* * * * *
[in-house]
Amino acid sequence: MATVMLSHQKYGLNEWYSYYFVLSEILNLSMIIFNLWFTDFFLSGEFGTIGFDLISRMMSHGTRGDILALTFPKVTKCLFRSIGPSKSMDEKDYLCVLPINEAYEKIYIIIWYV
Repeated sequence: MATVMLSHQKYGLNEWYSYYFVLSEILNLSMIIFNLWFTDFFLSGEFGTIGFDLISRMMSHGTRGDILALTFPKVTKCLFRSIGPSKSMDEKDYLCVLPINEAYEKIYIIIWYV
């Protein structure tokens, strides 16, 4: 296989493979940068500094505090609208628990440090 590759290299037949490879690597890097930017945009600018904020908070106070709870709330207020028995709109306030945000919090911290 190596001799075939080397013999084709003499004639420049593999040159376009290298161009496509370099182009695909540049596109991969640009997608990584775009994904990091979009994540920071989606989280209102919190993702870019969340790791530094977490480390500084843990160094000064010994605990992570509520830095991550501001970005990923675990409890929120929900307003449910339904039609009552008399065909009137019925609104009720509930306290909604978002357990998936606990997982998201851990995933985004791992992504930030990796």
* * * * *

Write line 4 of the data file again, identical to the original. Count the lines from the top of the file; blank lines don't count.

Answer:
């Protein structure tokens, strides 16, 4: 296989493979940068500094505090609208628990440090 590759290299037949490879690597890097930017945009600018904020908070106070709870709330207020028995709109306030945000919090911290 190596001799075939080397013999084709003499004639420049593999040159376009290298161009496509370099182009695909540049596109991969640009997608990584775009994904990091979009994540920071989606989280209102919190993702870019969340790791530094977490480390500084843990160094000064010994605990992570509520830095991550501001970005990923675990409890929120929900307003449910339904039609009552008399065909009137019925609104009720509930306290909604978002357990998936606990997982998201851990995933985004791992992504930030990796």